Classic military rifles are a popular purchase for gun aficionados on a budget. From the U.S. Army's Springfield Model of 1903, to the Mausers, Enfields, and Mosin-Nagants of Europe, old rifles that still work well can be had for very low prices.
The only drawback to these old rifles is, well, they're old! Having been used in training and in conflicts from the World Wars to smaller colonial brush wars, they have the scars to prove their worldly experience. Fortunately, refinishing these old warhorses is a simple and inexpensive task.
Disassemble your weapon, removing all metal parts from the wood stock. You will want to ensure access to the inside portions of the wood stock to ensure the integrity of the wood. Although this wood need not be refinished, it should be checked for damage. If it is damaged, you will want to replace the stock.
Use a 40-grit sandpaper to reduce the porous surfaces in the wood stock. When the larger pores have been reduced, wipe the exposed wood with a clean, damp cloth to clean off any dust left as a result of the sanding.
Lightly buff the entire exposed portion of the wood stock with a #0000 steel wool. This will further smooth the surface of the wood. When you have achieved this, wipe the exposed surfaces with a new, clean, damp cloth.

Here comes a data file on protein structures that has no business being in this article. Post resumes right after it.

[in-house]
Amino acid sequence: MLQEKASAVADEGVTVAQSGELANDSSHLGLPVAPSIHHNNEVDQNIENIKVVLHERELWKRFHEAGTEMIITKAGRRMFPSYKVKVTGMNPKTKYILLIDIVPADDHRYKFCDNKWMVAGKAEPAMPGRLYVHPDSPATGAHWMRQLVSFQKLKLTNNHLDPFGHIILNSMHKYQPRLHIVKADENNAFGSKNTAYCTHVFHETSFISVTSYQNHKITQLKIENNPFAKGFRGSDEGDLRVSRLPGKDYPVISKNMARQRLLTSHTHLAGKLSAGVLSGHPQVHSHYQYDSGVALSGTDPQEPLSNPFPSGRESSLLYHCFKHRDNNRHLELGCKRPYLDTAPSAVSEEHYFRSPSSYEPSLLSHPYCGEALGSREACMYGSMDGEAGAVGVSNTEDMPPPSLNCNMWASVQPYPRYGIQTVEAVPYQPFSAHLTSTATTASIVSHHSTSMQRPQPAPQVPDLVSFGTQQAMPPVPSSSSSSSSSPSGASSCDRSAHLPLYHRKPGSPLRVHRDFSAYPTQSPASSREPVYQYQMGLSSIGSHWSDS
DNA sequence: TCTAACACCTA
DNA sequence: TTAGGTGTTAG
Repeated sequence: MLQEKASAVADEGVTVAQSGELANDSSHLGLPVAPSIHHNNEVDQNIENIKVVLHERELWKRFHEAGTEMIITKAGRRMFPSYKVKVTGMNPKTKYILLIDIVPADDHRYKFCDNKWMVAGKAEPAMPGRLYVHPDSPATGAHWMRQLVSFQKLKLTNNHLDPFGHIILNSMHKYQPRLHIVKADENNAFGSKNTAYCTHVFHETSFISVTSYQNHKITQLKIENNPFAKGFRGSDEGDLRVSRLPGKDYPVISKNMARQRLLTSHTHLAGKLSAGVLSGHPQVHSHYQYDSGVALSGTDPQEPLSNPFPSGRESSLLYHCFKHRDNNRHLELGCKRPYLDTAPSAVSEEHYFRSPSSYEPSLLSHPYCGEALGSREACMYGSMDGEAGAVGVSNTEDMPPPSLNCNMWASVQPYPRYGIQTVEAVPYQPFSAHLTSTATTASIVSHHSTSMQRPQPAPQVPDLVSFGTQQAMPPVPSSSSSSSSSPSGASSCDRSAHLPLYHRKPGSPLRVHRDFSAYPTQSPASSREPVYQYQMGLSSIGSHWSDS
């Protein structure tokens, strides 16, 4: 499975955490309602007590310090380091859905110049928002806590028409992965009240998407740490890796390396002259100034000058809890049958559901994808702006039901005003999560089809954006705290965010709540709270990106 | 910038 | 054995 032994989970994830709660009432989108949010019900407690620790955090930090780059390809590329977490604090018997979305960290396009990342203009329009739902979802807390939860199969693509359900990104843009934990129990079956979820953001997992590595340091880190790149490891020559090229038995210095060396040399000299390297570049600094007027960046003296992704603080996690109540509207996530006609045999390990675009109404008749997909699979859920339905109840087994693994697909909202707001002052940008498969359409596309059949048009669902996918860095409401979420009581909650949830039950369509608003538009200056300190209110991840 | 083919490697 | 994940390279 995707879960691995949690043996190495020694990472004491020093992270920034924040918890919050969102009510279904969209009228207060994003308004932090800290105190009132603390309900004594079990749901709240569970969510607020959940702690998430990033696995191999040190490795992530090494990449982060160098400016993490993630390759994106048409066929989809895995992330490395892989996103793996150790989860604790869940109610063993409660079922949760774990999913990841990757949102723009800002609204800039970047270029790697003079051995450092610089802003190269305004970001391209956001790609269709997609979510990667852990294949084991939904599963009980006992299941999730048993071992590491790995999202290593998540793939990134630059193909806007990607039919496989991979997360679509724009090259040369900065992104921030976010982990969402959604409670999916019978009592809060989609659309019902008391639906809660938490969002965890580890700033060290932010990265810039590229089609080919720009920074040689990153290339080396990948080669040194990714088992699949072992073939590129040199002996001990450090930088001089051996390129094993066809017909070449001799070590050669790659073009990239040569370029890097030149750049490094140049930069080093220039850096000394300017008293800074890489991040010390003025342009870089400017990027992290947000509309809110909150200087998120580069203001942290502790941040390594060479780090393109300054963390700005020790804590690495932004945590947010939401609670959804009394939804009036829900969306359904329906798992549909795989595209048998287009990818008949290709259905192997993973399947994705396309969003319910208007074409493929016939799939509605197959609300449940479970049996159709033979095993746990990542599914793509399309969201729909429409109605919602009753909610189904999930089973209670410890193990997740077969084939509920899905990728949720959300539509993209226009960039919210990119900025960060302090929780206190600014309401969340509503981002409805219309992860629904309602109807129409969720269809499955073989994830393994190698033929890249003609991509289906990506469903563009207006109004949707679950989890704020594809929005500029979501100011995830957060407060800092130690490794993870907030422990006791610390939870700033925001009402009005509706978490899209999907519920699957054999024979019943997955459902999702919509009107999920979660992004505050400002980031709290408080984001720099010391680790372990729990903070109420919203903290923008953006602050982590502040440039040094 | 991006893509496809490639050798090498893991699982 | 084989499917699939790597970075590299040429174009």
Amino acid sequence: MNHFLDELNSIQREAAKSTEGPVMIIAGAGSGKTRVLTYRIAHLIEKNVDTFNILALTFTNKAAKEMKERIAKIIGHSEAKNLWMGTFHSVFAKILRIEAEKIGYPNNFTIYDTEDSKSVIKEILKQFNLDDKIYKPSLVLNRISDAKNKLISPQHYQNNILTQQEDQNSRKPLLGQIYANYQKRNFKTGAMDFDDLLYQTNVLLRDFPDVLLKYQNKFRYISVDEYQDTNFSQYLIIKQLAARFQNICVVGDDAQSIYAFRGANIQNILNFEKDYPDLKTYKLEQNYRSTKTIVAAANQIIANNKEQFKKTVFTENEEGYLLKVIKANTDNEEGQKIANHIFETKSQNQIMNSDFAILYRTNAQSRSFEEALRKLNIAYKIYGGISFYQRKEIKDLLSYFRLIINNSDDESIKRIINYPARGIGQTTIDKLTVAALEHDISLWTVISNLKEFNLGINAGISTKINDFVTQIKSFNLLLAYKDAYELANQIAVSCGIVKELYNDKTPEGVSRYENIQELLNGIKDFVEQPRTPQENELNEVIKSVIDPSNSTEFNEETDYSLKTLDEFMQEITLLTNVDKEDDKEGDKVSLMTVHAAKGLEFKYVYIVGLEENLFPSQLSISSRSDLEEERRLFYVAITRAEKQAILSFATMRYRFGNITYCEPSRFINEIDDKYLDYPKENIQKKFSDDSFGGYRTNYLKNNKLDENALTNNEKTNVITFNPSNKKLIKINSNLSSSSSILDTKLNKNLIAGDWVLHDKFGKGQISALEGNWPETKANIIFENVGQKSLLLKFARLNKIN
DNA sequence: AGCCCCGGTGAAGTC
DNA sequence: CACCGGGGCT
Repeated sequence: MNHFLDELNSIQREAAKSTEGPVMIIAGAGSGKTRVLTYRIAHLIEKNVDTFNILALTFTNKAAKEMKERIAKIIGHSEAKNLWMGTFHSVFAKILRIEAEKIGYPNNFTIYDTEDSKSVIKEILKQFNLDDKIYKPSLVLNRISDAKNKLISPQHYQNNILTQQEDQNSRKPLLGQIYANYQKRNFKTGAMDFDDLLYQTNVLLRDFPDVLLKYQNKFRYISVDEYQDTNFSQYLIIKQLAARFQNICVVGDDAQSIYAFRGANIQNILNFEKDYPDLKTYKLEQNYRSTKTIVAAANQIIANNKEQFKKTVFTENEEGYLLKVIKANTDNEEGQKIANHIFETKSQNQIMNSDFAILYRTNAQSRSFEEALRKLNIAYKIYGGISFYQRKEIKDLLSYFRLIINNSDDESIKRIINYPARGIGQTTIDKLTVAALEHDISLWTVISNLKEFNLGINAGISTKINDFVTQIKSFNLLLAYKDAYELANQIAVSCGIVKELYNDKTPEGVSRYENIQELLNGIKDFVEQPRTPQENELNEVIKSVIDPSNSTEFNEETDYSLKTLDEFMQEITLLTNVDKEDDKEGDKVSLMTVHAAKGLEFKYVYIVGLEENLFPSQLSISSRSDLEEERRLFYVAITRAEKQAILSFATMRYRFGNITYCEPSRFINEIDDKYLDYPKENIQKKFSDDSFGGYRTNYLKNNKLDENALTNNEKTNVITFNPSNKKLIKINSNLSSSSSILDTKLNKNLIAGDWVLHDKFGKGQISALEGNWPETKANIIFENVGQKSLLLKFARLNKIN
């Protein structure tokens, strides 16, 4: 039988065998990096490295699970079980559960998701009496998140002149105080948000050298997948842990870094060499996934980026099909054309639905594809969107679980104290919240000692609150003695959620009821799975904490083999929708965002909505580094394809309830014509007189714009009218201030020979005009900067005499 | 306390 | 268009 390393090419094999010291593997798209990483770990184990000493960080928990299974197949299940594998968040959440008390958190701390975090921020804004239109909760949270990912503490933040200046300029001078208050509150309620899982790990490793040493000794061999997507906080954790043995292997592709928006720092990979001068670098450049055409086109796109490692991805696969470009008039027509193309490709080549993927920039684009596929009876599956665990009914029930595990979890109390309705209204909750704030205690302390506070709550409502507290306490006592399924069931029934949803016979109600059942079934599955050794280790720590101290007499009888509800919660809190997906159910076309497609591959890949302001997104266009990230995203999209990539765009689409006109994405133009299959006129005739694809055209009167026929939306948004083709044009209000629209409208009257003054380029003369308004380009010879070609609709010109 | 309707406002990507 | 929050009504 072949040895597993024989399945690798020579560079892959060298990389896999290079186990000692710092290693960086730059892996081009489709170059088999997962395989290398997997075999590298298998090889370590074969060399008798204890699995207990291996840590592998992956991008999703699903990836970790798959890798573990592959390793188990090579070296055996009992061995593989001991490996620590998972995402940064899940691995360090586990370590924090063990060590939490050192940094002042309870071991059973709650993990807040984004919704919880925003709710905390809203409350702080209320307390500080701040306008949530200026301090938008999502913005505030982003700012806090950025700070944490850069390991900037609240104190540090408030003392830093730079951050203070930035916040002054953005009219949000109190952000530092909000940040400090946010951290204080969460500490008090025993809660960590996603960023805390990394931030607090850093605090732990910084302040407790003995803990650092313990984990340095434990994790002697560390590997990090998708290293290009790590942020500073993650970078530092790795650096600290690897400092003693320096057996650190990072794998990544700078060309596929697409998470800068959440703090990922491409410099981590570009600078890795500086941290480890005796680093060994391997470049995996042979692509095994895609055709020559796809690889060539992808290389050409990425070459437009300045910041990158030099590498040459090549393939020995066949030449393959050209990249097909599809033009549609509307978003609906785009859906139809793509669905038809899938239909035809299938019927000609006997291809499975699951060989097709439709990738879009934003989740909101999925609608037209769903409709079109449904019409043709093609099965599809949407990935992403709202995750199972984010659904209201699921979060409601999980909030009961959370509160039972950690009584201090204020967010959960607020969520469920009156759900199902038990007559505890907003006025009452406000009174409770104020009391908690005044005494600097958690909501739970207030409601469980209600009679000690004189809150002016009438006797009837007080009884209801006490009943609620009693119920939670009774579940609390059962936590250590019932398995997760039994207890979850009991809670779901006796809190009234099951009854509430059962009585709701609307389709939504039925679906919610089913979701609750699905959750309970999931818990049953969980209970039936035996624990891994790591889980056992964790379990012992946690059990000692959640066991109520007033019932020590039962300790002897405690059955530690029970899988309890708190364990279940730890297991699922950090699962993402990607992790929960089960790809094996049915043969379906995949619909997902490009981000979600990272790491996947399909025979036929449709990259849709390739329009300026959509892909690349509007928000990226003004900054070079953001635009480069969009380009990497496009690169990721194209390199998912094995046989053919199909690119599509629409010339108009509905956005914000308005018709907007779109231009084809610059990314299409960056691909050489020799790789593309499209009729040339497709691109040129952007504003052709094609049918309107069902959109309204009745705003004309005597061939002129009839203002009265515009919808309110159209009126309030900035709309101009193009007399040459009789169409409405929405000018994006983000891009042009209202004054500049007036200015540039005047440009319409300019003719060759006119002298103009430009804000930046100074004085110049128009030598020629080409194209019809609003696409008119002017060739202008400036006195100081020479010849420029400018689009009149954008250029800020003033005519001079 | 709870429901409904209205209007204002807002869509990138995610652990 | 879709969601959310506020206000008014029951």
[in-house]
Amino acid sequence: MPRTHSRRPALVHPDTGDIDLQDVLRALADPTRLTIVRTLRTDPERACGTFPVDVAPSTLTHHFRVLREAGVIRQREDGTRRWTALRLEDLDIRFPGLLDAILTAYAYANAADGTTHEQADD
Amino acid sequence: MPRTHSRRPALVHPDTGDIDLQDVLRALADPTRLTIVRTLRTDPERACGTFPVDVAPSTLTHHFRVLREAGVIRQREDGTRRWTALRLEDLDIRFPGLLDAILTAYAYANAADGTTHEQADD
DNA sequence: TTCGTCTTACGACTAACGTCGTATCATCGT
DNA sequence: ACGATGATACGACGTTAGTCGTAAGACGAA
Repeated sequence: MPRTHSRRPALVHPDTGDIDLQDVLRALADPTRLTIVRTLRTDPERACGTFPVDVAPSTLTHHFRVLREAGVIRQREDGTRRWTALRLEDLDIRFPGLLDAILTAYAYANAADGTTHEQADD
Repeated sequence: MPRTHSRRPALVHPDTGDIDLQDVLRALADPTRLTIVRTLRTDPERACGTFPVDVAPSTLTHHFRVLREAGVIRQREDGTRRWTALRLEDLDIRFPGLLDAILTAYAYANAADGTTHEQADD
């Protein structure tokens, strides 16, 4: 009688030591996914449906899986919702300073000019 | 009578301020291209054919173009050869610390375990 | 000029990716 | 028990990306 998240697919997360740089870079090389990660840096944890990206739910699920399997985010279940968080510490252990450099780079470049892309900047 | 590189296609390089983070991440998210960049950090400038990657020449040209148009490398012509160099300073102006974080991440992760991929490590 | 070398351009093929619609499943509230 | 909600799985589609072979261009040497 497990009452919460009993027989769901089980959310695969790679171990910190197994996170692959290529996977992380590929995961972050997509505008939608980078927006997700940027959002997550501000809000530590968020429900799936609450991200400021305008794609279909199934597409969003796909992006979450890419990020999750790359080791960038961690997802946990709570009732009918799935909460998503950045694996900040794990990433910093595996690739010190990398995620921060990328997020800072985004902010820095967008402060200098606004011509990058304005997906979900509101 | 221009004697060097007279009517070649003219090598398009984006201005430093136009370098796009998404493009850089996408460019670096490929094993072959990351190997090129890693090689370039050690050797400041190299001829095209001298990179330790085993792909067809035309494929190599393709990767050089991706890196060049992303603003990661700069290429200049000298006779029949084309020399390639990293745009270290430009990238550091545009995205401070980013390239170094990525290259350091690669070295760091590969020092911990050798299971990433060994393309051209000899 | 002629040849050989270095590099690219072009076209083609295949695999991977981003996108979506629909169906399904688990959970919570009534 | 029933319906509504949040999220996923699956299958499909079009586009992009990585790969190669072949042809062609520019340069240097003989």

Choose a dark walnut furniture stain. Most of the old rifles were manufactured with a fine grade of walnut for their stocks, so this will more closely match the original color of the weapon's finish. This will produce a deep, rich color to the wood that can actually look more attractive than modern wood rifle stocks.
Apply several layers of your furniture stain until the surface of the stock is a shade or two lighter than the desired finished product. You can reference photographs of other restored old rifles online at websites like surplusrifles.com, or in various books to see the appropriate finished color.
Hand-rub boiled linseed oil onto the stock in several layers. This will help to protect the wood and the stain over the course of the weapon's lifetime. Five to six coats of the boiled linseed oil should be adequate.
Rub several coats of beeswax into the stock by hand until the desired finished product color is reached. This should be done in strict layers, covering the entire rifle with each coat. Doing so will prevent any uneven surface variations in the finished product.
- Boiled linseed oil is highly flammable, and can actually result in spontaneous combustion in rags soaked with the oil. Wash your hands thoroughly with soap and water after using it. Do not allow any heat source or open flame near a location that contains boiled linseed oil or the remnant fumes.
- Use online, color photos of your particular model of rifle to determine the appropriate darkness of color for the stain.
- "Collecting Classic Bolt-Action Military Rifles;" Paul Scarlata; 2001
- Surpusrifles.com refinishing article
- "Practical Gunsmithing;" American Gunsmith; 1996